Although management of lymphoma during pregnancy is not well studied, a retrospective review at 10 academic centers in the United States suggests that in selected cases, lymphoma can be treated with minimal maternal and fetal complications, and that treatment can be deferred until after giving birth in patients with low-risk lymphomas. The study was presented at the 53rd Annual Meeting of the American Society of Hematology held December 2011 in San Diego, California.
“To our knowledge, this represents one of the largest experiences reported of lymphoma during pregnancy. There is not much published data in the literature to guide us. Therefore, 10 different centers came together to collect our experiences for guidance for not only ourselves, but treating oncologists across the world,” said lead author of this study, Andrew M. Evens, DO, MSc, University of Massachusetts Medical School, Worcester, Massachusetts. “The main point of our study is that the outcomes we found were consistent with non–pregnancy-associated lymphoma outcomes.”
In the United States, approximately 3500 new cases of cancer are diagnosed each year in pregnant women. Breast cancer is the most common type, and hematologic malignancies (about 20% of all cases) are the second most common. Prior to this study, knowledge about lymphoma during pregnancy came primarily from case reports, Evens explained.
The retrospective review included 82 evaluable cases of lymphoma in pregnant women over a 13-year period. Treatment of selected cases of localized disease during the second and third trimester was associated with minimal maternal and fetal risk of complications. The data suggest that treatment for lymphoma can be safely deferred until after giving birth in patients with low-risk lymphomas, such as indolent non-Hodgkin lymphoma (NHL), and/or diagnosis late in gestation. Evens said that this approach can achieve survival similar to that of non-pregnant patients with lymphoma.
Almost all of the cases of lymphoma during pregnancy were comanaged with high-risk maternal fetal medicine, with the goal of carrying the fetus to term (beyond 36 weeks’ gestation). In the 82 evaluable patients, median age was 31 years, about 38% were nulliparous, and lymphoma was diagnosed at a median of 24 weeks’ gestation (range, 5-40): 15% during the first trimester, 46% during the second trimester, 35% during the third trimester, and 4% was preexisting.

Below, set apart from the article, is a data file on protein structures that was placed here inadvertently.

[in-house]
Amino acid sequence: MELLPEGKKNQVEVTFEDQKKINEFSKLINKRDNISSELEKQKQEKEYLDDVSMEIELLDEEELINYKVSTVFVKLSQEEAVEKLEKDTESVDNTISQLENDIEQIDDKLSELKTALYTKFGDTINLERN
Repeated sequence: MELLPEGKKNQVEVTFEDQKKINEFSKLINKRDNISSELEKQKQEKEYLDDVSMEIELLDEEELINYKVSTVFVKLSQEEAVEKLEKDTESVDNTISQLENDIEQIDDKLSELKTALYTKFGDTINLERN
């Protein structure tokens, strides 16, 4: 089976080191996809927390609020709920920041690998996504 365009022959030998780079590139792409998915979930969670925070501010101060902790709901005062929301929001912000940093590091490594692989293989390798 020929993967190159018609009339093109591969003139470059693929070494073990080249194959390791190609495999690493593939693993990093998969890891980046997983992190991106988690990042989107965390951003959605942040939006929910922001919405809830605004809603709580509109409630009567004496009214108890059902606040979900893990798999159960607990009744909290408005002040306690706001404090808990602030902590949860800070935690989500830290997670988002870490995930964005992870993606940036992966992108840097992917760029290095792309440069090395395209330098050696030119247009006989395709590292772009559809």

Of the 82 evaluable cases, 43 were NHL and 39 were Hodgkin lymphoma (HL). Median weight gain was 3.1%, which is considered low. Since lymphoma is associated with weight loss, this low weight gain makes sense, Evens noted. Almost two-thirds (63%) of NHL patients had advanced-stage disease (most of them diffuse large B-cell lymphoma), and 46% of those with HL were in advanced stage; 25% of HL patients had stage IIB.
Six patients (4 NHL, 2 HL) terminated pregnancy to initiate chemotherapy (5 in the first trimester and 1 in the early second trimester). Chemotherapy was based mainly on cyclophosphamide, doxorubicin, vincristine, and prednisone (CHOP) or rituximab plus CHOP (R-CHOP) for NHL and doxorubicin, bleomycin, vinblastine, and dacarbazine for HL patients. Therapy was deferred in 34% of patients (n=28).
Seventy-two percent of patients had a vaginal delivery. Among 48 patients who received chemotherapy during pregnancy, full-term gestation occurred in 73% (85% delivered at 35 weeks’ gestation or longer). Among 28 patients who deferred chemotherapy, delivery was at a median of 38 weeks, and 86% of pregnancies were carried to full term.
Most common preterm complications were induction of labor (45%), pre-eclampsia (8%), spontaneous rupture of membranes (5%), and diabetes mellitus (4%). No difference in events was observed between patients treated during pregnancy and those who deferred treatment. One stillbirth occurred in an NHL patient treated with 1 cycle of R-CHOP.
Fetal outcomes were evaluable in 76 live births. No difference was seen in median birth weight between infants of chemotherapy-treated patients and those who deferred therapy. Only 1 fetal malformation was found: microcephaly in an NHL patient treated with 4 cycles of CHOP.
For all patients, 3-year progression-free survival (PFS) and overall survival (OS) were 79% and 89%, respectively: for B-cell NHL, 73% and 82%; for T-cell NHL, 50% and 90%; and for HL, 90% and 95%, respectively. Among the 6 patients who terminated pregnancy, 3-year PFS and OS were 100%.